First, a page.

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US reinsurance rates up sharply at January renewals


The United States saw the highest reinsurance rate increases at Jan. 1 renewals, followed closely by Europe across some lines, according to separate reports Monday from Howden Insurance Brokers Ltd., part of Howden Group Holdings, and Willis Re, the reinsurance business of Willis Towers Watson PLC.

Policy wordings also tightened with the addition of pandemic exclusions, and cyber coverage drew additional scrutiny.

Global property reinsurance rates rose by an average of 6% at Jan. 1 renewals, the largest year-over-year increase in over a decade, Howden said in its report.

Catastrophe exposed loss hit accounts in the U.S saw the greatest increases, ranging from 10% to 25%, according to the Willis Re report. Catastrophe exposed loss free risks saw increases of 5% to 15%, while non-catastrophe accounts with losses saw rates climb 5% to 20%. Rate for loss free non-cat risks renewed flat to up 15%, Willis Re said.

Canada and China also showed some double-digit increases, while rate increases across Europe generally averaged in the single digits, the Willis Re report showed.

Casualty reinsurance rates, including adjustments for exposure changes and ceding commissions, rose by 6% on average at  January renewals, Howden said, double the 3% seen at January 2020 renewals. “Higher loss cost trends and lower interest rates were key inflating factors, pushing up pricing overall for all but the top performers.”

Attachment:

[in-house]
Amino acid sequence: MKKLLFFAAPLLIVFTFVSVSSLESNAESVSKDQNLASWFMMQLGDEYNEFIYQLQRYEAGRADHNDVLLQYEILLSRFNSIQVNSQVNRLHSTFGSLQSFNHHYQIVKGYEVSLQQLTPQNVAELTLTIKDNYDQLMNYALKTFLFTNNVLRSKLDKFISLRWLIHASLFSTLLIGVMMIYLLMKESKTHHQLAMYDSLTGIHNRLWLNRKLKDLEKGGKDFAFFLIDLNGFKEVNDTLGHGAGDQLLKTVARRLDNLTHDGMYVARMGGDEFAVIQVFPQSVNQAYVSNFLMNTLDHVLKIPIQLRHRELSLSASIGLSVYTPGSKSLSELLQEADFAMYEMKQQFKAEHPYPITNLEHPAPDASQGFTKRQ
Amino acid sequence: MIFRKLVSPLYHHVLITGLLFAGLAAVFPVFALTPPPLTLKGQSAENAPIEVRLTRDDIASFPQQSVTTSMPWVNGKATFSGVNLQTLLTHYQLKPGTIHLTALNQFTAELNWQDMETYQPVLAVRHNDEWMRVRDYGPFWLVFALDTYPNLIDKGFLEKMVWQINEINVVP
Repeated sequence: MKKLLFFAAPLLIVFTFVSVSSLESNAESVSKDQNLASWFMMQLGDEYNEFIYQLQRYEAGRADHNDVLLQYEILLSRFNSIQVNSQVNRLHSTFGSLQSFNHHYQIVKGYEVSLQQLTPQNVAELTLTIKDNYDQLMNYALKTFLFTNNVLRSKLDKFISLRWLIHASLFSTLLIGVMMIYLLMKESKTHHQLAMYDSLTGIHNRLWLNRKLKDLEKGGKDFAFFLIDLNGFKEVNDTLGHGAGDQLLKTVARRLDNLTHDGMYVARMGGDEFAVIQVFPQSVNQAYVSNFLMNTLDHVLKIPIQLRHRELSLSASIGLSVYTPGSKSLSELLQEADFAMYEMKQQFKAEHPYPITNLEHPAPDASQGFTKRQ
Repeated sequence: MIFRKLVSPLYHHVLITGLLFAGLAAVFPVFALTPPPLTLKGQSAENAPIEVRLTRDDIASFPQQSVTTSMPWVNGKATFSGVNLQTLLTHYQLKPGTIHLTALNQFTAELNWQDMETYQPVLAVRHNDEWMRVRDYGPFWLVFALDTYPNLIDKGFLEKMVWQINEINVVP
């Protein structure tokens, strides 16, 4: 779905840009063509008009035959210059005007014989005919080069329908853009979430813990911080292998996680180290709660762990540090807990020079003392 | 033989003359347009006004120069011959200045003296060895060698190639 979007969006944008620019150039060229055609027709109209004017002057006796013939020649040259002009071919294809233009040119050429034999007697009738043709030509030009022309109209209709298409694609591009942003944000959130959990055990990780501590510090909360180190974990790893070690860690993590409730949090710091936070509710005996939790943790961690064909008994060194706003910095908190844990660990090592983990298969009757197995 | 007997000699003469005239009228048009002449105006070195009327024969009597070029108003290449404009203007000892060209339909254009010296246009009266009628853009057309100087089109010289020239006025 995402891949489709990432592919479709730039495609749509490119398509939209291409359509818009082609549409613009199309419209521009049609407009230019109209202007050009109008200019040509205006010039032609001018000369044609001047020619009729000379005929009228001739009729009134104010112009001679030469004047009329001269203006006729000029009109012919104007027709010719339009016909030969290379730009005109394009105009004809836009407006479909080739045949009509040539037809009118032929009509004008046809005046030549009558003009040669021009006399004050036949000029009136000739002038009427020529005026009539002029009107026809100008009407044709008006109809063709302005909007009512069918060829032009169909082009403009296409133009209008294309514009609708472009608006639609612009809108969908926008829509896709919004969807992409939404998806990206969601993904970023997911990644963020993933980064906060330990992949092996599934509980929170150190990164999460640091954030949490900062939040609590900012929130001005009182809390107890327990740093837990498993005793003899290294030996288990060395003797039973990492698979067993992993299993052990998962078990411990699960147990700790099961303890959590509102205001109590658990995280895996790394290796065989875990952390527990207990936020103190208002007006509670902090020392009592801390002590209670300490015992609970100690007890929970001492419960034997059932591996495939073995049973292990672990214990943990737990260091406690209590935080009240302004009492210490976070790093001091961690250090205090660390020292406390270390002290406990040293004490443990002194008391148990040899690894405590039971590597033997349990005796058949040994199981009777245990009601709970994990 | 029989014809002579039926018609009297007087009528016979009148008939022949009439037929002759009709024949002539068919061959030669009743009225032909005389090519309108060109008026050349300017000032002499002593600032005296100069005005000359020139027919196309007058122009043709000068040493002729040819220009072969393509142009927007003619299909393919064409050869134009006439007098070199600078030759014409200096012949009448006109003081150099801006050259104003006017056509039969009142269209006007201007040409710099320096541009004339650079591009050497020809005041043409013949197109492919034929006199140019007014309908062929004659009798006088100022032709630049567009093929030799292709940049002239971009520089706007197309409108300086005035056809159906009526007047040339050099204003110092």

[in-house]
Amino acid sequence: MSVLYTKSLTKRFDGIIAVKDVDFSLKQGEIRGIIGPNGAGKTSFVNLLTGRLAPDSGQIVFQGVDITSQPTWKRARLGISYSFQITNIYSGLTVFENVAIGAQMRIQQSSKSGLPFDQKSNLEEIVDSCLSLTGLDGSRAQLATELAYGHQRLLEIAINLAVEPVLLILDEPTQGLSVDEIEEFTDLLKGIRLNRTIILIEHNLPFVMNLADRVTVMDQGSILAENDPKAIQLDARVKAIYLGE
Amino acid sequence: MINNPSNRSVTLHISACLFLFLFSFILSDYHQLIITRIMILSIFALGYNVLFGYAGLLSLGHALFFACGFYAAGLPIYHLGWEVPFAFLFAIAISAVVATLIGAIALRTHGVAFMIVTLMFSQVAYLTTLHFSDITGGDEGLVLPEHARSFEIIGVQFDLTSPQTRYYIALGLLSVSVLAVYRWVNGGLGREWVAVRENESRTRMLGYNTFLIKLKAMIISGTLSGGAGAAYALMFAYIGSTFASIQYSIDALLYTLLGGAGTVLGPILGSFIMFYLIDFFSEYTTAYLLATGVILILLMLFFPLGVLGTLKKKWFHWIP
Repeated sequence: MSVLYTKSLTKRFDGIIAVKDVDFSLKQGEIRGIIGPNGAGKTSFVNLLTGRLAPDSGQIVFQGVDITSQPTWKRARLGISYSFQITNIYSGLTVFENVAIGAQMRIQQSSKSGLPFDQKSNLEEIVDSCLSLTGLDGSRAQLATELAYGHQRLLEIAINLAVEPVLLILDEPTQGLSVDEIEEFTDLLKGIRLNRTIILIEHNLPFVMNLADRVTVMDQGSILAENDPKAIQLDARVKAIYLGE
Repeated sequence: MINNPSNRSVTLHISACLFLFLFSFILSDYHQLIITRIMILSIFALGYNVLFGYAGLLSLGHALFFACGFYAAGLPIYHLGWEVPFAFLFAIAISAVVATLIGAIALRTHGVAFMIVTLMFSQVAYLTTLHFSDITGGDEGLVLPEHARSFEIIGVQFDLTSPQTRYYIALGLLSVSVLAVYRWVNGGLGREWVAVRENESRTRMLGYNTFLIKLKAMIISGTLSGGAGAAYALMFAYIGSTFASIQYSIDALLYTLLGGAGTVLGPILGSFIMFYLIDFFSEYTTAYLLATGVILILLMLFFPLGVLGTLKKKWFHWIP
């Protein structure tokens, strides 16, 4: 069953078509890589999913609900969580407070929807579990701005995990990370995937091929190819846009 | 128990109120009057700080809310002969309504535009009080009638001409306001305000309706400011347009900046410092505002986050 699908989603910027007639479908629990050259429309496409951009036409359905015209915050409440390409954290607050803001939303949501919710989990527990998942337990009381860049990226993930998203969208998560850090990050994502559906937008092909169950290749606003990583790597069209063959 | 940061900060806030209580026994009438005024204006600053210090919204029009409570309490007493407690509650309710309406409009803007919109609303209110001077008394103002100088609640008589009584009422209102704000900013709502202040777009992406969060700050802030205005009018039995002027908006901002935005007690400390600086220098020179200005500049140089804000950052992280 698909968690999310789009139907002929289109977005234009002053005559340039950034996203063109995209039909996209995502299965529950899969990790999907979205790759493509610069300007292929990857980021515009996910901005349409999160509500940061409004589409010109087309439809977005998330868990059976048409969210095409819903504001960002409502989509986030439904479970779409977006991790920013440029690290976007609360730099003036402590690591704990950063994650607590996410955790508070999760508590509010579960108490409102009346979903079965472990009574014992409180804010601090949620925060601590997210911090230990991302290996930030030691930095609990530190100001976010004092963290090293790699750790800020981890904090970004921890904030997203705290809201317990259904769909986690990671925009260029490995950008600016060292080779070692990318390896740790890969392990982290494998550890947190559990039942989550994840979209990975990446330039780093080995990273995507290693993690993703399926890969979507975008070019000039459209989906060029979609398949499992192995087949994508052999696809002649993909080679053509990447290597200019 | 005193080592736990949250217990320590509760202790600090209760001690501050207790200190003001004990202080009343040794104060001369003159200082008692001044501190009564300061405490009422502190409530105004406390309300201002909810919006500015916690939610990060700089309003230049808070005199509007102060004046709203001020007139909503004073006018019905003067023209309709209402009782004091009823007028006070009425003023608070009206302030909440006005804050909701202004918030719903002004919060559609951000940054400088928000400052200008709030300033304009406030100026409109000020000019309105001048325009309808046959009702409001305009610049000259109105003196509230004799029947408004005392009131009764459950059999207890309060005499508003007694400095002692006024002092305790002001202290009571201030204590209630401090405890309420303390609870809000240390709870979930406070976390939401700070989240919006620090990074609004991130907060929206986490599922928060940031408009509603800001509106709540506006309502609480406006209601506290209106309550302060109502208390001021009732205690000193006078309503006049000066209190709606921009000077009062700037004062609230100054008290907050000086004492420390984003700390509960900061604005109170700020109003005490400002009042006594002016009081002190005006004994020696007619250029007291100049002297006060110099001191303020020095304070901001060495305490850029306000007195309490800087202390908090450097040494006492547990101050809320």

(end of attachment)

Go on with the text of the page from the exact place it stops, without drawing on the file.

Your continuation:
Terms and conditions tightened, with wordings for pandemic and cyber under particularly close scrutiny, often leading to more exclusions, Howden said.

The U.S also saw the largest casualty rate increases, according to Willis Re data, with increases to loss hit accounts ranging from 10% to 30% for general liability coverage, and from 5% to 25% for both healthcare liability and professional liability. Europe was not far behind with increases of 10% to 25% for loss hit accounts.

Reinsurers are seeking rate increases as investments provide a smaller component of earnings. Quantitative easing on the part of governments in response to the COVID-19 pandemic “brought immediate pressure to investment returns,” Howden said. “Risk carriers are now clearly unable to rely on investment income to compensate for increased loss trends.”

Elevated catastrophe frequency in 2020, including 21 separate events in excess of $1 billion, led to an above-average loss of $84 billion, Howden noted. This included the busiest North Atlantic hurricane season on record, with 30 named storms.

Specialty markets saw some of the largest reinsurance rate increases, according to Willis Re data, with aerospace markets topping the list with increases from 50% to 250%.

Non-marine retrocession markets rose 10% to 20%, Willis Re said.

More insurance and risk management news on the coronavirus crisis here.






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